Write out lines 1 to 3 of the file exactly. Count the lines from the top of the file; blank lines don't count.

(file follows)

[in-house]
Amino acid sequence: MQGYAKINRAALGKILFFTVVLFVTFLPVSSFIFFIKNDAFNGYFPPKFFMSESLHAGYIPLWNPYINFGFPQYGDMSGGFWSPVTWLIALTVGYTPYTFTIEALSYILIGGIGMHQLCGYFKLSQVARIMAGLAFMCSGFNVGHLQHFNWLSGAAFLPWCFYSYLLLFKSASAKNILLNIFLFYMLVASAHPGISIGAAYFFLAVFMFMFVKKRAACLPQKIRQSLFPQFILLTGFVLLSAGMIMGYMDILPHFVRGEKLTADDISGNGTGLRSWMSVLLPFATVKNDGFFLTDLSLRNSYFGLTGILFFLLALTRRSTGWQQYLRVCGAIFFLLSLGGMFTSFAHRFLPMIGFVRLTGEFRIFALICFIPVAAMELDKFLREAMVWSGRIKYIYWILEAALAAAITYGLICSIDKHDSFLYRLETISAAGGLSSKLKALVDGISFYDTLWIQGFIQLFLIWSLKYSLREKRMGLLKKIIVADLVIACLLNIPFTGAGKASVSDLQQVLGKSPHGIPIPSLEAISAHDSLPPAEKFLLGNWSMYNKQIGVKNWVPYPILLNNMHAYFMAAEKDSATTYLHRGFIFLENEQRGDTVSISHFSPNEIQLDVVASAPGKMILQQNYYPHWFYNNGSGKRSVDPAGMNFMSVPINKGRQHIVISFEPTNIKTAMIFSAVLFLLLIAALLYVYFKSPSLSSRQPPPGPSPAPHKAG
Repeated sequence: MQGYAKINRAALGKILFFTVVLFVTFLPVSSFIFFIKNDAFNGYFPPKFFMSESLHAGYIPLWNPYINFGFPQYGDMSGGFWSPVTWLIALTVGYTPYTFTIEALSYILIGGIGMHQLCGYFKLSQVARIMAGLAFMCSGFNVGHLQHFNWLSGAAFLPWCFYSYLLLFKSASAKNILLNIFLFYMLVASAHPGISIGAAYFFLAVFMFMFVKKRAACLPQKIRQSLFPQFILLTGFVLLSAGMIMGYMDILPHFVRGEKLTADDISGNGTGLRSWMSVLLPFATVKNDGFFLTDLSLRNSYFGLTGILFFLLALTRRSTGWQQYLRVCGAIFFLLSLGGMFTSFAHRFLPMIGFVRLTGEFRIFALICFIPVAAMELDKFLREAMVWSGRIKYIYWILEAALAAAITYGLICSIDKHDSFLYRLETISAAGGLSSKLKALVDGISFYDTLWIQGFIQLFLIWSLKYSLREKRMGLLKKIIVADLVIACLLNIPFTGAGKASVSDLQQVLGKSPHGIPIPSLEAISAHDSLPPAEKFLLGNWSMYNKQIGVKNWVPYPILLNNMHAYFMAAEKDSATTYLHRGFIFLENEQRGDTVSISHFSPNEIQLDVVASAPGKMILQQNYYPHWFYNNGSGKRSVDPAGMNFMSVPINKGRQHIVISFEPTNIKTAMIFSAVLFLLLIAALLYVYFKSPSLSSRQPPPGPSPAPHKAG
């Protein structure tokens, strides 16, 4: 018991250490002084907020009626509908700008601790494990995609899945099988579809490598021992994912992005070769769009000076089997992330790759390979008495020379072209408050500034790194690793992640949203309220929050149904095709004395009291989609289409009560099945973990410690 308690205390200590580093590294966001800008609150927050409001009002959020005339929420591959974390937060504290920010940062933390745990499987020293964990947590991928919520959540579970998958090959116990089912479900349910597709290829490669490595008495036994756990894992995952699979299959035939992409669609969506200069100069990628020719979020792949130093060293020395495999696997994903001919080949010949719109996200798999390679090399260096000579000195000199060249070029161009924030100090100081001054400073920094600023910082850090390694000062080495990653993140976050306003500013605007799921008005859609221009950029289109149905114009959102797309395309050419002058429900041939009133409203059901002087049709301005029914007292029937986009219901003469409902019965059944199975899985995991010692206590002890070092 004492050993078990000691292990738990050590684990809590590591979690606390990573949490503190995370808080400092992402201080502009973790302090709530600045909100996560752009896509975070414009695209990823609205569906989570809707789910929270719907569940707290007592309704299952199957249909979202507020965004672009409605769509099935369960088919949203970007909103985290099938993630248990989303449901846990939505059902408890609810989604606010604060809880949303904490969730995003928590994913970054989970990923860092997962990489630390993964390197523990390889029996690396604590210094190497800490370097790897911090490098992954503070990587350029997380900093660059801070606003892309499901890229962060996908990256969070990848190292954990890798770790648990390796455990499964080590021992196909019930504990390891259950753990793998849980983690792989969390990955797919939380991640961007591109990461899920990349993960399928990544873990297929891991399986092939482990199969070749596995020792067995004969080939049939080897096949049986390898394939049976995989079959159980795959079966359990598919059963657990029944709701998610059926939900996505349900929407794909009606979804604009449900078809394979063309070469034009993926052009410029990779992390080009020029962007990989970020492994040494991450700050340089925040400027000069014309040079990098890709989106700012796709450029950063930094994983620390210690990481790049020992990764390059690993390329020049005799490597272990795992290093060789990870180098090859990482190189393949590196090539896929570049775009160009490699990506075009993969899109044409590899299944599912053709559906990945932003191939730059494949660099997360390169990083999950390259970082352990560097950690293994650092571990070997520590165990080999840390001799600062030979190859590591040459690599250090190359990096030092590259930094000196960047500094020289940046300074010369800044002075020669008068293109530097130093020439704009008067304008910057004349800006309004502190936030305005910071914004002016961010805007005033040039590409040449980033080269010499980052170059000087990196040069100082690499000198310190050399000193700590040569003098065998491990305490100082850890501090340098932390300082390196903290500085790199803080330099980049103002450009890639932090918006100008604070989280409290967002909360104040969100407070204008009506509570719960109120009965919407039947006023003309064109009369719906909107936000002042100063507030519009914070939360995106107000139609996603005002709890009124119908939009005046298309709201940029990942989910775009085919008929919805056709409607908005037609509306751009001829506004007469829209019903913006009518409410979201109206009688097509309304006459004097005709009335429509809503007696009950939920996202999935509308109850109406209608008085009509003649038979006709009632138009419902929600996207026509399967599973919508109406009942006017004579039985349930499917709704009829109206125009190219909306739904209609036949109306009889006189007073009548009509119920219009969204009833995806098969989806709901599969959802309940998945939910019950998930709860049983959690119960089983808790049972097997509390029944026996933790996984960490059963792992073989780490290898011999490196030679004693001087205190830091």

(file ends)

[in-house]
Amino acid sequence: MQGYAKINRAALGKILFFTVVLFVTFLPVSSFIFFIKNDAFNGYFPPKFFMSESLHAGYIPLWNPYINFGFPQYGDMSGGFWSPVTWLIALTVGYTPYTFTIEALSYILIGGIGMHQLCGYFKLSQVARIMAGLAFMCSGFNVGHLQHFNWLSGAAFLPWCFYSYLLLFKSASAKNILLNIFLFYMLVASAHPGISIGAAYFFLAVFMFMFVKKRAACLPQKIRQSLFPQFILLTGFVLLSAGMIMGYMDILPHFVRGEKLTADDISGNGTGLRSWMSVLLPFATVKNDGFFLTDLSLRNSYFGLTGILFFLLALTRRSTGWQQYLRVCGAIFFLLSLGGMFTSFAHRFLPMIGFVRLTGEFRIFALICFIPVAAMELDKFLREAMVWSGRIKYIYWILEAALAAAITYGLICSIDKHDSFLYRLETISAAGGLSSKLKALVDGISFYDTLWIQGFIQLFLIWSLKYSLREKRMGLLKKIIVADLVIACLLNIPFTGAGKASVSDLQQVLGKSPHGIPIPSLEAISAHDSLPPAEKFLLGNWSMYNKQIGVKNWVPYPILLNNMHAYFMAAEKDSATTYLHRGFIFLENEQRGDTVSISHFSPNEIQLDVVASAPGKMILQQNYYPHWFYNNGSGKRSVDPAGMNFMSVPINKGRQHIVISFEPTNIKTAMIFSAVLFLLLIAALLYVYFKSPSLSSRQPPPGPSPAPHKAG
Repeated sequence: MQGYAKINRAALGKILFFTVVLFVTFLPVSSFIFFIKNDAFNGYFPPKFFMSESLHAGYIPLWNPYINFGFPQYGDMSGGFWSPVTWLIALTVGYTPYTFTIEALSYILIGGIGMHQLCGYFKLSQVARIMAGLAFMCSGFNVGHLQHFNWLSGAAFLPWCFYSYLLLFKSASAKNILLNIFLFYMLVASAHPGISIGAAYFFLAVFMFMFVKKRAACLPQKIRQSLFPQFILLTGFVLLSAGMIMGYMDILPHFVRGEKLTADDISGNGTGLRSWMSVLLPFATVKNDGFFLTDLSLRNSYFGLTGILFFLLALTRRSTGWQQYLRVCGAIFFLLSLGGMFTSFAHRFLPMIGFVRLTGEFRIFALICFIPVAAMELDKFLREAMVWSGRIKYIYWILEAALAAAITYGLICSIDKHDSFLYRLETISAAGGLSSKLKALVDGISFYDTLWIQGFIQLFLIWSLKYSLREKRMGLLKKIIVADLVIACLLNIPFTGAGKASVSDLQQVLGKSPHGIPIPSLEAISAHDSLPPAEKFLLGNWSMYNKQIGVKNWVPYPILLNNMHAYFMAAEKDSATTYLHRGFIFLENEQRGDTVSISHFSPNEIQLDVVASAPGKMILQQNYYPHWFYNNGSGKRSVDPAGMNFMSVPINKGRQHIVISFEPTNIKTAMIFSAVLFLLLIAALLYVYFKSPSLSSRQPPPGPSPAPHKAG